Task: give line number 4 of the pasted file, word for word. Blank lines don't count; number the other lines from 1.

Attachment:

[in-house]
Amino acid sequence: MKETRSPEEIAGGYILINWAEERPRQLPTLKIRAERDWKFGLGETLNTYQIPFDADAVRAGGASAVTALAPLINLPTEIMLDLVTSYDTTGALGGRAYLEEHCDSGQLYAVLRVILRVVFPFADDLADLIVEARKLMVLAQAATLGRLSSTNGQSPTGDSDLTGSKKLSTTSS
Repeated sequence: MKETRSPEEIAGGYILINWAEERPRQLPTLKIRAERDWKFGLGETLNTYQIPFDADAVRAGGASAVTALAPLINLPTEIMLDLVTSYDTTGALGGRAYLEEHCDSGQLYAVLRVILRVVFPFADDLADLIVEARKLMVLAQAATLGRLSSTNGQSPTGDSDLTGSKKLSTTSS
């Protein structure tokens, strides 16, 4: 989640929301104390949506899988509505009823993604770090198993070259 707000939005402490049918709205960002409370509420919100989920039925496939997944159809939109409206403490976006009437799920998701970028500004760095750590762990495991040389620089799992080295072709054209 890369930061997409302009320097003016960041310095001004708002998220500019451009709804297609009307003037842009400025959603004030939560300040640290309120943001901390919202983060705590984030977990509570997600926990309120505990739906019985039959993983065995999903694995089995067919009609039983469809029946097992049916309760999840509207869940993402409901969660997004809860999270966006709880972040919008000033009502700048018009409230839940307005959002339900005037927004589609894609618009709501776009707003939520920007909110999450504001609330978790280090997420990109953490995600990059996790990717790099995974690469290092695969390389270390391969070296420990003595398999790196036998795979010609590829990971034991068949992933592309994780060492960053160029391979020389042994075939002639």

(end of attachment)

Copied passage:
């Protein structure tokens, strides 16, 4: 989640929301104390949506899988509505009823993604770090198993070259 707000939005402490049918709205960002409370509420919100989920039925496939997944159809939109409206403490976006009437799920998701970028500004760095750590762990495991040389620089799992080295072709054209 890369930061997409302009320097003016960041310095001004708002998220500019451009709804297609009307003037842009400025959603004030939560300040640290309120943001901390919202983060705590984030977990509570997600926990309120505990739906019985039959993983065995999903694995089995067919009609039983469809029946097992049916309760999840509207869940993402409901969660997004809860999270966006709880972040919008000033009502700048018009409230839940307005959002339900005037927004589609894609618009709501776009707003939520920007909110999450504001609330978790280090997420990109953490995600990059996790990717790099995974690469290092695969390389270390391969070296420990003595398999790196036998795979010609590829990971034991068949992933592309994780060492960053160029391979020389042994075939002639």